Understanding Peer to Peer Business Lending

Getting a loan for your small business can be a grind. Maybe your local banker doesn’t think your idea is as brilliant as you do. Maybe a poor financial decision in your youth left a decent-sized dent on your credit score. Maybe you need a lot of money in a short period of time in order to get your business off the ground. Perhaps you’re a startup founder and you want a quick way to raise money without diluting your equity. If you’re facing any or all of these issues, it could be a good idea to look into a peer-to-peer business loan.

The Basics of Peer-to-Peer Business Lending

Peer-to-peer lending (we’ll use industry parlance and call it P2P moving forward) is a way to secure a loan without the use of a traditional financial institution. As is implied by the name, a P2P loan comes either from one of your peers or from a group of individuals, not from a bank.

To get one of these loans, you must first register with a P2P site (we profile a number of them below). The company running the site functions as the underwriter, but they do not fund the loan. That privilege goes to the individuals registered on the site who believe that you’re credit-worthy enough to secure the loan. In effect, these sites have two sets of clients: those looking to borrow money, and people investing in those borrowers (funding their loans) in hopes of earning a better return than they might in stocks or other investments.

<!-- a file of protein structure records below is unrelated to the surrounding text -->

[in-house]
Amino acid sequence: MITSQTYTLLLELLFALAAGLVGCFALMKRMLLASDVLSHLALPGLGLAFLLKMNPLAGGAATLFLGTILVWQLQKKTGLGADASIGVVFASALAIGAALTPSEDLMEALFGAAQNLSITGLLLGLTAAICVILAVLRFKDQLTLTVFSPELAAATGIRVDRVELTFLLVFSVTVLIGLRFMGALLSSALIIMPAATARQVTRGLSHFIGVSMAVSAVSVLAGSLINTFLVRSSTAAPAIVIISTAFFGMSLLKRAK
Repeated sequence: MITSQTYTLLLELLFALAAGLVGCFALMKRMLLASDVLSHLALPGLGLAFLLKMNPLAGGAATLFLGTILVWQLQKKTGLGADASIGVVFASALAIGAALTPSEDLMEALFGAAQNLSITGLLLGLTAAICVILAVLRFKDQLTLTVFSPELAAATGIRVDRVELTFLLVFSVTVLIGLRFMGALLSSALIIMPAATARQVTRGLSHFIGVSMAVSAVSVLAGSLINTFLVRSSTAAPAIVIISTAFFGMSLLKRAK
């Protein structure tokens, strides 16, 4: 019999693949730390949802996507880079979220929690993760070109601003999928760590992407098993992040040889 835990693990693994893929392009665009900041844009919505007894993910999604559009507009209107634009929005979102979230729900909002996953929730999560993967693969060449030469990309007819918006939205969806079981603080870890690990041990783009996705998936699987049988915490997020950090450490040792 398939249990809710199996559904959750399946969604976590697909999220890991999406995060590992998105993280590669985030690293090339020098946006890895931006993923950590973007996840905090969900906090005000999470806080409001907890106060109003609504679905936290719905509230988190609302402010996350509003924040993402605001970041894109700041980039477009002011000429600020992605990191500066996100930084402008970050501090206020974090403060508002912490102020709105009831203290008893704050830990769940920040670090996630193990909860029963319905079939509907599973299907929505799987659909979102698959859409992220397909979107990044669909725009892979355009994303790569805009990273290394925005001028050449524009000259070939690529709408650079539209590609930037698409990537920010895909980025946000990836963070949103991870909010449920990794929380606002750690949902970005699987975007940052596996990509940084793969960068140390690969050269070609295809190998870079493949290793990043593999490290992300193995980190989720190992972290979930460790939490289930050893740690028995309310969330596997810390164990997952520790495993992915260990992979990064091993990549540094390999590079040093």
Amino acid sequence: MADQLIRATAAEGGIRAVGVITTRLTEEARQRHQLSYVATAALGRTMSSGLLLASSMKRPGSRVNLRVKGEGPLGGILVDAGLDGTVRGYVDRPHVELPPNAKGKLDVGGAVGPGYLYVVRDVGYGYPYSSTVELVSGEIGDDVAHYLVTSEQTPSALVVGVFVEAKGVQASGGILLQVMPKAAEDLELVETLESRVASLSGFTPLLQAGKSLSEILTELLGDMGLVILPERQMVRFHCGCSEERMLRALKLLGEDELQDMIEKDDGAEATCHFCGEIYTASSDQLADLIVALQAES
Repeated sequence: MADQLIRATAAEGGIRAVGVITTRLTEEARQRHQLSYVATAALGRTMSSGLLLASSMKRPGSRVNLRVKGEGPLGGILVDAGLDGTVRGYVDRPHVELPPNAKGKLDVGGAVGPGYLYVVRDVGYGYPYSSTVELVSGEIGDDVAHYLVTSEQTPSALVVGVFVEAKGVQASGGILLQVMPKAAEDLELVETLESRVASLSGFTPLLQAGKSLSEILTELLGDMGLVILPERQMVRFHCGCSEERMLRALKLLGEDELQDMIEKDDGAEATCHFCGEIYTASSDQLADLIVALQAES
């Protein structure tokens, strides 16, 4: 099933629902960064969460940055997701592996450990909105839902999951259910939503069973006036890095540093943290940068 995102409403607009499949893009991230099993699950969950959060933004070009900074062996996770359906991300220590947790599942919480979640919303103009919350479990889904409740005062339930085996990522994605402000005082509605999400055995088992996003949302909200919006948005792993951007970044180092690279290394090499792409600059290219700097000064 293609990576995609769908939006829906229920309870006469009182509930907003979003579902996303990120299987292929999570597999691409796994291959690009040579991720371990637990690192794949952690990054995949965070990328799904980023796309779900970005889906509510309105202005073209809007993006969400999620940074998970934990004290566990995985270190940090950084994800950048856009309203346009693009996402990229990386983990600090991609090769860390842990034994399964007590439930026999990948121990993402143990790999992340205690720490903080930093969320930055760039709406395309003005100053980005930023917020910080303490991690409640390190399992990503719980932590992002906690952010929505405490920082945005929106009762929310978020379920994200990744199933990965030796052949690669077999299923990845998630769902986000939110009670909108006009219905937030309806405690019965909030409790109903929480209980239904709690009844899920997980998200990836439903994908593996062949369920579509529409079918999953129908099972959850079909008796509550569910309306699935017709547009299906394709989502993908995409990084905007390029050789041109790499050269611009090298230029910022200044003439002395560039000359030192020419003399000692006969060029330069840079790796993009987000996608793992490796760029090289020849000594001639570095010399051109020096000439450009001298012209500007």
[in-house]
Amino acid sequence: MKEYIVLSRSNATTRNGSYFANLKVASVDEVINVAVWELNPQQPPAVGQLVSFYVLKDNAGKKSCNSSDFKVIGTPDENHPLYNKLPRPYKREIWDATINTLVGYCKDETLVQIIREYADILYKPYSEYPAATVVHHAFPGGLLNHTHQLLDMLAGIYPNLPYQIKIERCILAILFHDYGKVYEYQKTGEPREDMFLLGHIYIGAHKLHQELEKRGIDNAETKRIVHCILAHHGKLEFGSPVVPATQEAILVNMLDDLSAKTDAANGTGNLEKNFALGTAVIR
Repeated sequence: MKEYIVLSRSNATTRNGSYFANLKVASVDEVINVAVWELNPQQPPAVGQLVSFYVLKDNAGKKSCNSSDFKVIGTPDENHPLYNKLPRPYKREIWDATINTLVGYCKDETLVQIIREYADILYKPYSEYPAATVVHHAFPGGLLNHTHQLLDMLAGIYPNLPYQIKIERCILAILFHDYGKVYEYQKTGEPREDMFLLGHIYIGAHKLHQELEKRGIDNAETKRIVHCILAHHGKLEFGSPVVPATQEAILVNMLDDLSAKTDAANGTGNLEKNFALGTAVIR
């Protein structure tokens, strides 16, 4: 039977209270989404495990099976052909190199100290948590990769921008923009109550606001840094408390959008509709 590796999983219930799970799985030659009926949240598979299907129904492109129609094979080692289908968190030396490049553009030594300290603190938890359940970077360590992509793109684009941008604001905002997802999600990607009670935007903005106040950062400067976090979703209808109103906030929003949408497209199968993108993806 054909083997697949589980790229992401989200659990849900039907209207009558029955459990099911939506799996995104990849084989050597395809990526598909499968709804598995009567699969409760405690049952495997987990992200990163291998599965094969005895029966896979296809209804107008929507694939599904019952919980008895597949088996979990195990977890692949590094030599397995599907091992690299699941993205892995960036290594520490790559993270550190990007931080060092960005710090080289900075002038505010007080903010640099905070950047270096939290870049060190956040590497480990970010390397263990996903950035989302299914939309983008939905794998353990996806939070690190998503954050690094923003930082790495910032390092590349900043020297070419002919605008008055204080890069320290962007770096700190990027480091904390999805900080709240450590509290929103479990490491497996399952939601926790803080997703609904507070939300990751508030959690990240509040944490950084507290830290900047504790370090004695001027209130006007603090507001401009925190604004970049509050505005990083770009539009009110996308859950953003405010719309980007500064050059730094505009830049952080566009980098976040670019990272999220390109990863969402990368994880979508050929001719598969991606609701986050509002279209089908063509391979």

The advantages of this method are that you can generally get a loan faster than if you go the traditional route. The downside is that you’re likely going to have to accept a higher interest rate. It’s like that old saying: You can only pick two from this list when it comes to a business service: Fast, good, and cheap. If you want a quick decision on a loan from a reputable source, it’s usually going to be more expensive.